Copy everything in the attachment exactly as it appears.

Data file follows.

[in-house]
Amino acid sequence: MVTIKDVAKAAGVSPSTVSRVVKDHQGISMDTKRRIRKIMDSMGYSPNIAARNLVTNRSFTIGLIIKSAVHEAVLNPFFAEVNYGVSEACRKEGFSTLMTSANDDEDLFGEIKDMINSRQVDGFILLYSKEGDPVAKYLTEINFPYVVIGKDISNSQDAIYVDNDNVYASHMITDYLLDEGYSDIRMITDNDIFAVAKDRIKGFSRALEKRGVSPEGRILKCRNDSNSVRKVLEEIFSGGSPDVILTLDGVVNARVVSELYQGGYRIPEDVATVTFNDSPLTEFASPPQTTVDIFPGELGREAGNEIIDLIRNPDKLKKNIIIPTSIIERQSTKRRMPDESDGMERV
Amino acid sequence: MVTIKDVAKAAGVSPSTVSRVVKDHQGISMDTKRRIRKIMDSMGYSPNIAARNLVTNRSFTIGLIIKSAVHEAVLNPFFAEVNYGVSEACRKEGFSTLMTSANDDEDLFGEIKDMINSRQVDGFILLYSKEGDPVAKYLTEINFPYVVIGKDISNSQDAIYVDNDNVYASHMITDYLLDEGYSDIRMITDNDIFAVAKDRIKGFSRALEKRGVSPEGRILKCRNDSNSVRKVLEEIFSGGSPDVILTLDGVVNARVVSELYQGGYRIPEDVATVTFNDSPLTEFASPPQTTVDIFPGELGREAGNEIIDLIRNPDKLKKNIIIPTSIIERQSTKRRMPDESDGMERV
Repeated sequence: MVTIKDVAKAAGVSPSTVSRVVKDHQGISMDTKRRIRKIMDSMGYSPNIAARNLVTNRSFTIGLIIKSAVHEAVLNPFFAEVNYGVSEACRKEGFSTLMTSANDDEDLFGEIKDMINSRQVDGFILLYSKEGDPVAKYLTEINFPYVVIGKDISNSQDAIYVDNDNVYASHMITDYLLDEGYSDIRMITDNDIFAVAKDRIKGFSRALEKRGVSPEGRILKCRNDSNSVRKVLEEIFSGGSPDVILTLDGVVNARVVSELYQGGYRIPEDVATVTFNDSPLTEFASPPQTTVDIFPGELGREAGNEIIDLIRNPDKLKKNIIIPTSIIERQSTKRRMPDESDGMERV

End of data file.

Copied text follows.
[in-house]
Amino acid sequence: MVTIKDVAKAAGVSPSTVSRVVKDHQGISMDTKRRIRKIMDSMGYSPNIAARNLVTNRSFTIGLIIKSAVHEAVLNPFFAEVNYGVSEACRKEGFSTLMTSANDDEDLFGEIKDMINSRQVDGFILLYSKEGDPVAKYLTEINFPYVVIGKDISNSQDAIYVDNDNVYASHMITDYLLDEGYSDIRMITDNDIFAVAKDRIKGFSRALEKRGVSPEGRILKCRNDSNSVRKVLEEIFSGGSPDVILTLDGVVNARVVSELYQGGYRIPEDVATVTFNDSPLTEFASPPQTTVDIFPGELGREAGNEIIDLIRNPDKLKKNIIIPTSIIERQSTKRRMPDESDGMERV
Amino acid sequence: MVTIKDVAKAAGVSPSTVSRVVKDHQGISMDTKRRIRKIMDSMGYSPNIAARNLVTNRSFTIGLIIKSAVHEAVLNPFFAEVNYGVSEACRKEGFSTLMTSANDDEDLFGEIKDMINSRQVDGFILLYSKEGDPVAKYLTEINFPYVVIGKDISNSQDAIYVDNDNVYASHMITDYLLDEGYSDIRMITDNDIFAVAKDRIKGFSRALEKRGVSPEGRILKCRNDSNSVRKVLEEIFSGGSPDVILTLDGVVNARVVSELYQGGYRIPEDVATVTFNDSPLTEFASPPQTTVDIFPGELGREAGNEIIDLIRNPDKLKKNIIIPTSIIERQSTKRRMPDESDGMERV
Repeated sequence: MVTIKDVAKAAGVSPSTVSRVVKDHQGISMDTKRRIRKIMDSMGYSPNIAARNLVTNRSFTIGLIIKSAVHEAVLNPFFAEVNYGVSEACRKEGFSTLMTSANDDEDLFGEIKDMINSRQVDGFILLYSKEGDPVAKYLTEINFPYVVIGKDISNSQDAIYVDNDNVYASHMITDYLLDEGYSDIRMITDNDIFAVAKDRIKGFSRALEKRGVSPEGRILKCRNDSNSVRKVLEEIFSGGSPDVILTLDGVVNARVVSELYQGGYRIPEDVATVTFNDSPLTEFASPPQTTVDIFPGELGREAGNEIIDLIRNPDKLKKNIIIPTSIIERQSTKRRMPDESDGMERV